dried fish fetish
The island of Lantau houses both modern and historical entertainment sites. The modern one opened it’s doors in 2005 and is the home of our famous big eared friend the mouse: Disneyland Hong Kong. The older one opened it’s doors in 1906 and listens to the name Po Lin Monastery. Though in principle a spiritual place, the monks of Po Lin entered the world of entertainment in 1993 when they built the world’s largest (outdoor bronze sitting) Buddha next to their temple.
The enormous statue nowadays attracts hundreds of thousands of visitors, many of which make donations that have accumulated into a mountain of money, posing a problem for the monks whom are not seeking material wealth. The solution has been found in building another (quite blingbling) temple, right next to the old one. Problem solved for the time being.
But Lantau offers more than opium for the mind and spirit. When you take a cab (or bus or the Nhong Ping cable car next to the Tian Tan Buddha) to the Northwest part of the island (not too far from the airport), you get to what the Chinese, with a little bit of exaggeration, call the Venice of Hong Kong. It is the fishing village of Tai O. A village which is built on poles that continuously battle the tides and where life is still pretty traditional.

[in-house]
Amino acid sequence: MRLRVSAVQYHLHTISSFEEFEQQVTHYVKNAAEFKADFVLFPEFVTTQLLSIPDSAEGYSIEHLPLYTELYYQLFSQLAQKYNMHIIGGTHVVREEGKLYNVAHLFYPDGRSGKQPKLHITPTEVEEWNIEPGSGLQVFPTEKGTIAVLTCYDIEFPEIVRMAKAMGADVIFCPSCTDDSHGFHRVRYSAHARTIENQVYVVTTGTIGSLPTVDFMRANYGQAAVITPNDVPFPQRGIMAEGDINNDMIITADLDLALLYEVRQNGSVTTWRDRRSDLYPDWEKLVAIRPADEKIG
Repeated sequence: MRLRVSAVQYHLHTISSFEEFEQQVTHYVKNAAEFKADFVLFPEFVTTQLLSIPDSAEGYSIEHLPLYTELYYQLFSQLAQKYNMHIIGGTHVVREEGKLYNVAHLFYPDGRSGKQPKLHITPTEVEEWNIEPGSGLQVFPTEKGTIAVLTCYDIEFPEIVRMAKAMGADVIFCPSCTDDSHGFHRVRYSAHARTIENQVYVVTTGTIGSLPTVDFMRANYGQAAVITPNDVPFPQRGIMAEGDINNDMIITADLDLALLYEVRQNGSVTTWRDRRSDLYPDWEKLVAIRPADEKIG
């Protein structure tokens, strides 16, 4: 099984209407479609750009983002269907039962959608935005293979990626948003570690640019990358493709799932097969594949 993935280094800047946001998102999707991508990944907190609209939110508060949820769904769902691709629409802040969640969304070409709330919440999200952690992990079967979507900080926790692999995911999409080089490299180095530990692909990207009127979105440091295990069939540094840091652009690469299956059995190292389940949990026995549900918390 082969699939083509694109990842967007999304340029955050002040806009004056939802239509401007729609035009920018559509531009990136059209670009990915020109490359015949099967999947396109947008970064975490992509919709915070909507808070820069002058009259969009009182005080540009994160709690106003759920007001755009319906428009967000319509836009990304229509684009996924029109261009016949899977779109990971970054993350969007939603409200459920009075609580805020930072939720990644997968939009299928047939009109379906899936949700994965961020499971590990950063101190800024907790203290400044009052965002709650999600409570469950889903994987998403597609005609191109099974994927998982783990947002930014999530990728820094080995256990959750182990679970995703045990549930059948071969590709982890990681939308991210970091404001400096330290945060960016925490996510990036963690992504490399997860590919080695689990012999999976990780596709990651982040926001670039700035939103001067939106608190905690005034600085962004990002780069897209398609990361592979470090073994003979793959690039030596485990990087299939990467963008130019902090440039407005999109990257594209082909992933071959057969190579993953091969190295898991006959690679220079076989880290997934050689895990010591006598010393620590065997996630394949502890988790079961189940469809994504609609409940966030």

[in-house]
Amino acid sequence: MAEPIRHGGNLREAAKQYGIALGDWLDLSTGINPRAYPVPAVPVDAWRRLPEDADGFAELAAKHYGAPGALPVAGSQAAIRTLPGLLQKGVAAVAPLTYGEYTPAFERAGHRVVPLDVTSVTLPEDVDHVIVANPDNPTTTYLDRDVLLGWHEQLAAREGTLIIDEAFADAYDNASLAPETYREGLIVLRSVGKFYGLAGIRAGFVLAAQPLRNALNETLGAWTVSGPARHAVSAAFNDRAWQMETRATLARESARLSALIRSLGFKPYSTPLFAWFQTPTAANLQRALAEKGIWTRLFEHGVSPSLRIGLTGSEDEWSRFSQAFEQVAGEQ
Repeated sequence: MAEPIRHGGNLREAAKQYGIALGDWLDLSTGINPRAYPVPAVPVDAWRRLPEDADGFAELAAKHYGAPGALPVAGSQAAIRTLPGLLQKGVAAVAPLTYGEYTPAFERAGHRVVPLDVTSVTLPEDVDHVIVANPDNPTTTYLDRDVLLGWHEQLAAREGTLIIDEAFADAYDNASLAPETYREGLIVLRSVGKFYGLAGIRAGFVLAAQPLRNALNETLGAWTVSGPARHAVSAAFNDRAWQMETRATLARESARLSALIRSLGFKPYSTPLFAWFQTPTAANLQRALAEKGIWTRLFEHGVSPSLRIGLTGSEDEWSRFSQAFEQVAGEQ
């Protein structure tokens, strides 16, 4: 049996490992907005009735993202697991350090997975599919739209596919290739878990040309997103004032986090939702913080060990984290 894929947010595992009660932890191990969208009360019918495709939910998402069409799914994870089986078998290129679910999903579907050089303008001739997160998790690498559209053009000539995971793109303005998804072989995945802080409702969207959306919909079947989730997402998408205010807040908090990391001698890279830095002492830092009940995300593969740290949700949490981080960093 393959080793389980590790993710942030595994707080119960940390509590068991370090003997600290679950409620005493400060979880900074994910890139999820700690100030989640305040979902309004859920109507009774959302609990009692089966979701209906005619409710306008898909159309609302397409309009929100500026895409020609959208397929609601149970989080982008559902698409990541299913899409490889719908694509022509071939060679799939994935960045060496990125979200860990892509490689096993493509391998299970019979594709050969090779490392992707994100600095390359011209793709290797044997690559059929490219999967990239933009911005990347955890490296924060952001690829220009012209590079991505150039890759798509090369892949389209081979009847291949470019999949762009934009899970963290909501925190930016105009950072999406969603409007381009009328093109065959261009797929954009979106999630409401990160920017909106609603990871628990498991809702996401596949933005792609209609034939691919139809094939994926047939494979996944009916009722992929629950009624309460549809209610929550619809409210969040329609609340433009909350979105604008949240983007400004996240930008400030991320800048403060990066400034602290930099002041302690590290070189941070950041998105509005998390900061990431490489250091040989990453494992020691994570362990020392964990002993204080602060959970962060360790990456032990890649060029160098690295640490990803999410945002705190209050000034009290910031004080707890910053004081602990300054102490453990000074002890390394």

In Tai O its all about fish. Preferably dried fish although fresh fish is just fine as well to the villagers. Here you buy salted, dried and honeyed sea critters by the pound. Or you point at some of their saltwater brothers and sisters that live in plastic buckets, have them moved into steaming and boiling pots and pans, after which they land on your table in one of the many Tai O restaurants.
Besides eating dried or extremely fresh fish or looking at them in their plastic habitats, you can hop on board of a vessel for a dollar or 3 and enjoy the stilt houses from the water. The tour usually includes a short trip to open sea where you have a big chance of spotting some white dolphins, a natural wonder which is compromised due to all containers vessels and the international airport in the background.
To get to Tai O from downtown Hong Kong you can either take the ferry (to Discovery Bay or Mui Wo) or the MTR to Sunny Bay and change to either a bus or a taxi. Another option is to take the Nhong Ping cable car from the Po Lin Monastery to Tung Chung and transfer there to the bus, a taxi, or when you are up to some exercise; a bike.